We were able to maintain somewhat normal hours throughout the most difficult period and retain our incredibly valuable members of our team so that as we emerged to this new normal we still have our most talented individuals ready to meet our customers’ needs, which is especially important with the Christmas season.
We are so grateful to the City for their support of small businesses. It was a financial lifeline for us during a very difficult time, an invaluable resource to position us for growth past this pandemic and tremendous emotional support by knowing that our city was fighting for us and alongside us.”
Anish Hotels Group/Vice President of Finance
Year Opened: 2020
Number of Employees: 20-25
“We appreciate the OKC Small Business Continuity program. Cathy O’Connor with The Alliance and Joanna McSpadden with the City of OKC and their team were great to work with and made this a straightforward process in difficult times.
We are thankful for their help and believe OKC will be better on the other side of this pandemic because of it. With COVID-19, there were some federal programs to assist small businesses, but those were back in March or April and were only designed to last for a few months.
We are in October and COVID-19 is still here. The hotel industry has been one of the most affected by the pandemic as business travel and travel have disappeared.
While additional stimulus talks have gone back and forth in D.C. for several months of uncertainty, the city of OKC could help small businesses and make sure we get through this pandemic together."
Alyx Picard Davis
deadCenter Film / Executive Director
Year Opened: 2001
Number of Employees 3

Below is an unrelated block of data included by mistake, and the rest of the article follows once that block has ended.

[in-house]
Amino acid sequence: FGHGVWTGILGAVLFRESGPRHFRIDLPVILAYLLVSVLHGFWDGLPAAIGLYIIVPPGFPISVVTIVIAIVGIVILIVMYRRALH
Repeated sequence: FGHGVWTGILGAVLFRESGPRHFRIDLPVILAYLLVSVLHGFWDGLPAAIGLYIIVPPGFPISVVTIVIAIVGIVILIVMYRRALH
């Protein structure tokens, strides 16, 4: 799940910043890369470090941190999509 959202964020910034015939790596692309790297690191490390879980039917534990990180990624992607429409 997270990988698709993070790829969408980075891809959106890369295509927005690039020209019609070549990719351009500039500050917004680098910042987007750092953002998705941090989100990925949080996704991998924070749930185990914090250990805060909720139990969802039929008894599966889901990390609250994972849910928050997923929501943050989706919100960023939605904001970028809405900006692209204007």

“Our funding was very recent. We were notified on Oct. 5 and received funding on Oct. 19. As a nonprofit organization, revenue and support have been down this year even as we successfully adapt our programs for virtual presentation. The Oklahoma City Small Business Continuity grant ensures that our lean staff can continue the mission of promoting, celebrating, and encouraging creativity through independent film with the energy, excitement, and innovation that deadCenter Film has built over 20 years in the deadCenter of the country, We were able to maintain our internationally known annual film festival the second weekend in June this year. This event was successfully pivoted to a virtual festival, and plans are moving forward for a responsible, safe hybrid version of the festival in 2021.
We are incredibly grateful to the City of Oklahoma City for recognizing the impact deadCenter has on our city and state. Thanks to the City’s financial support we will continue to inspire a new generation of storytellers, creatively."
Oklahoma City business owners and 501(c)(3) non-profits with 100 or fewer full-time equivalent employees may go to okcSmallBizHelp.com to apply for COVID-19 disaster relief funds.
This story originally appeared in the Nov. 2020 POINT.